Recent earthquakes and unprecedented news in respect to earthquake related events indicate that massive and deadly earthquakes may be just around the corner. Numerous earthquake related incidents mysteriously occurring right before, during and after “Carmageddon” is not sheer coincidence and may in indicate foul play.

2.1: A 6.2 Earthquake Strikes Baja California
On September 26, 2012, just two days before “Carmageddon”, it was reported that a 6.2-magnitude earthquake shook the southern part of Mexico’s Baja California peninsula. “We are calling on the public to remain calm in case there are aftershocks,” stated State Civil Defense Director Carlos Rincon, who also announced that there were no reports of damages or injuries. According to the report, the U.S. Geological Survey stated the earthquake occurred at about 4:45PM and was centered offshore in the Gulf of California. Twenty minutes later, a 4.6-magnitude aftershock occurred north of La Paz, as well as 4.8 temblor further out in the Gulf of California 12 minutes later. While there is no way to know for certain, the Baja California earthquake may be a sign that a California quake is on its way.

2.2: The Earthquake Show Trial
On September 27, 2012, just one days before “Carmageddon, it was reported that six Italian scientists and one government official could face prison terms for manslaughter for allegedly downplaying the risk of an upcoming earthquake. The earthquake in question occurred on April 6, 2009, when a 6.3 magnitude earthquake killed 309 residents in the town of L’Aquila, Italy. Although the trial began about a year ago, it is on hold until October 9, 2012, when the defense will present its closing arguments. In what appears to be an obvious show-trial with no real evidence, the international earthquake spectacle will begin playing itself out roughly a week after “Carmageddon”.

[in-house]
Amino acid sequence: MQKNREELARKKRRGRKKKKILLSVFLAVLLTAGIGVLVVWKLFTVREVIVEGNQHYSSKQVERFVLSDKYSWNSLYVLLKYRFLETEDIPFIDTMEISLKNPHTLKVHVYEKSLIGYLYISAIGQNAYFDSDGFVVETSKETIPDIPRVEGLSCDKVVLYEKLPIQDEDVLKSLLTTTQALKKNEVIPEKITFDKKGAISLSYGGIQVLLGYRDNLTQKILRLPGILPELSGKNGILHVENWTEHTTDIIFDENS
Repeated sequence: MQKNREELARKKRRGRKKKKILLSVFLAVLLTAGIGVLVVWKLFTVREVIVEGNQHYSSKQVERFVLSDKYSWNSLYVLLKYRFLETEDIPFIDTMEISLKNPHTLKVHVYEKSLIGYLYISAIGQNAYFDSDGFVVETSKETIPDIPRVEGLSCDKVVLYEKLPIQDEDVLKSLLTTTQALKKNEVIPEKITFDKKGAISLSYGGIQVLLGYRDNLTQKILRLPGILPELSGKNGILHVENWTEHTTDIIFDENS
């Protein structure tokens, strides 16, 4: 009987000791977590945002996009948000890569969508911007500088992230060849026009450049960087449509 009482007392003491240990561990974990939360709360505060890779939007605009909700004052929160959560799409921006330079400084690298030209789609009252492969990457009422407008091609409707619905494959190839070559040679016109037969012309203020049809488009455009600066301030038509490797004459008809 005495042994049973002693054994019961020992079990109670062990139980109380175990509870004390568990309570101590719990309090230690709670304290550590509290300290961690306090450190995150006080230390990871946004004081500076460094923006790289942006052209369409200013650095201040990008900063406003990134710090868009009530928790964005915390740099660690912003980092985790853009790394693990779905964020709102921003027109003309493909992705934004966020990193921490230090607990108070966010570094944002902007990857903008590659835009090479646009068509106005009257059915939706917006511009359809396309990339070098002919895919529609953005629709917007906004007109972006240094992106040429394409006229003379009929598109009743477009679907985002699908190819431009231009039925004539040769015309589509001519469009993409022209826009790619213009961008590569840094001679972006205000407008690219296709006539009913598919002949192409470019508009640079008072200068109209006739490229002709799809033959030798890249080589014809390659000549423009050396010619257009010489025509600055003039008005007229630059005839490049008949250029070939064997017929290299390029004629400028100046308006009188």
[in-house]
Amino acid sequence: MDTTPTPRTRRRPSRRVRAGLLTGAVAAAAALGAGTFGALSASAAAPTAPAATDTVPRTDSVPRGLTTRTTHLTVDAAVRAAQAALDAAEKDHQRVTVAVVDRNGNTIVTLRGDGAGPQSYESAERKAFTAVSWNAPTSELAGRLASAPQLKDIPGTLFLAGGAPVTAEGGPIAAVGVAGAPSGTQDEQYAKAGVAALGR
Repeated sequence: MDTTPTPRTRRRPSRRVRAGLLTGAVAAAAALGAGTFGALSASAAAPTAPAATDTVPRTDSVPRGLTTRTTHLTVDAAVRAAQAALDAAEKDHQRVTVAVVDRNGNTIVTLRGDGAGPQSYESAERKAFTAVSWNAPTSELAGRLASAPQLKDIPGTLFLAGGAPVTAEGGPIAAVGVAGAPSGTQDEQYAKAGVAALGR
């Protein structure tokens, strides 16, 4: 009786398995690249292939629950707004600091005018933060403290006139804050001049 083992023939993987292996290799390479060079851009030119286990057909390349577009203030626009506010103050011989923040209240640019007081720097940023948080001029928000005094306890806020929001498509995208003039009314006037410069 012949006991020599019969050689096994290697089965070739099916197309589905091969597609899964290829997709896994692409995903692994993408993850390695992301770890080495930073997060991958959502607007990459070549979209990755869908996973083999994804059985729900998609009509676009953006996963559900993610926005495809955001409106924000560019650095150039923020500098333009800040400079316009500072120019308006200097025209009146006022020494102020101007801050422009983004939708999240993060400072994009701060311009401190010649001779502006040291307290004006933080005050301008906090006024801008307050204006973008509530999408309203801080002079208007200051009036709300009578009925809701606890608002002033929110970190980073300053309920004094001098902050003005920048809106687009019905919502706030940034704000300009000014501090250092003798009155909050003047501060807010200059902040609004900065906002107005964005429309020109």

2.3: A 6.4 Earthquake Strikes Alaska
On September 28, 2012, just two days before “Carmageddon, it was reported that seismologists had recorded three earthquakes which struck 64 to 75 miles southwest of Adak, Alaska.  According to reports, the lights quakes occurred at 7:28 a.m. Thursday September 27, 2012, and 11:16 p.m. Wednesday September 26, 2012, but caused no damage. The Alaska Earthquake Information Center stated that the 4.5 and 4.3 magnitude quakes were aftershocks of the 6.4 earthquake that originally struck the area on September 26, 2012. That quake was felt in the communities of Adak and Atka, more than 1,000 miles from Anchorage.  While there is no way to know for certain, the Alaska earthquakes may be a sign of things to come.

2.4: Earthquake Science Suddenly Changed
On September 28, 2012, the first day of “Carmageddon” 2012, an article entitled, “Big Earthquakes Can Trigger Temblors Across Globe” was published in the San Diego Union Tribune. This shocking report essentially states that earthquake behavior has radically changed and that large earthquakes in one part of the globe can now trigger even larger secondary earthquakes elsewhere. This new theory goes against everything known about earthquakes, but provides cover for man-made, HAARP or explosive generated earthquakes. “If you asked any of us if this event is possible a year ago, we would have laughed at you,” said Thomas Heaton, a seismologist at the California Institute of Technology. “This was a really surprising finding,” said Fred Pollitz, a seismologist with the USGS and lead author of the paper. Although the behavior of the earth and earthquake science has allegedly changed, the plan to terrorize humanity under the cover of a natural disaster has not and should this man-made earthquake operation go forward, expect a series of devastating and escalating earthquakes from California to Japan and beyond

2.5: Earthquake Drill: The Great California ShakeOut!
Roughly three weeks after “Carmageddon” concludes, the annual Drop, Cover, and Hold On earthquake drill entitled the “Great California ShakeOut!” will kick-off on October 18, 2012. According to the official website, “more than 12.5 million people were registered in ShakeOut drills worldwide” and that “participating is a great way for your family or organization to be prepared to survive and recover quickly from big earthquakes.” Due to the hundreds if not thousands of earthquake drills which will occur worldwide on October 18, 2012, tens of millions of people will be consciously and subconsciously programmed for a future earthquake. Should a massive “earthquake” just happen to occur during “Carmageddon”, the international earthquake drills will induce unprecedented anxiety and fear while the terrorizing psychological effects of the drill will increase exponentially.